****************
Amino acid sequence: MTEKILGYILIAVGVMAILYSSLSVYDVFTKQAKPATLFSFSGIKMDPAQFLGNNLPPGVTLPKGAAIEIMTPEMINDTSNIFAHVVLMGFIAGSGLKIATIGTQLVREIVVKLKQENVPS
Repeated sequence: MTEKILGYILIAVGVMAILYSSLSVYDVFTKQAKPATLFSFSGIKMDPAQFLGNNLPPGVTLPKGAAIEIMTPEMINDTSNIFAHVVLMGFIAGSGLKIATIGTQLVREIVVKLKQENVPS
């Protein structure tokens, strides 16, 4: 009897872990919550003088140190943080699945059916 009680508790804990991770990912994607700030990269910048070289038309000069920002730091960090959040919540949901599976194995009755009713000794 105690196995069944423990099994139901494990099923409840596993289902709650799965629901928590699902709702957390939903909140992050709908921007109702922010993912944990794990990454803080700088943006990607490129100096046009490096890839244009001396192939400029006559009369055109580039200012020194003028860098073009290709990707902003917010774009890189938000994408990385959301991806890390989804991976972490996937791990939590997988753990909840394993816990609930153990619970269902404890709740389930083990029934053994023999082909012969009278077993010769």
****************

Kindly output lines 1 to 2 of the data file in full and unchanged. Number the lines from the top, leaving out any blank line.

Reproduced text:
Amino acid sequence: MTEKILGYILIAVGVMAILYSSLSVYDVFTKQAKPATLFSFSGIKMDPAQFLGNNLPPGVTLPKGAAIEIMTPEMINDTSNIFAHVVLMGFIAGSGLKIATIGTQLVREIVVKLKQENVPS
Repeated sequence: MTEKILGYILIAVGVMAILYSSLSVYDVFTKQAKPATLFSFSGIKMDPAQFLGNNLPPGVTLPKGAAIEIMTPEMINDTSNIFAHVVLMGFIAGSGLKIATIGTQLVREIVVKLKQENVPS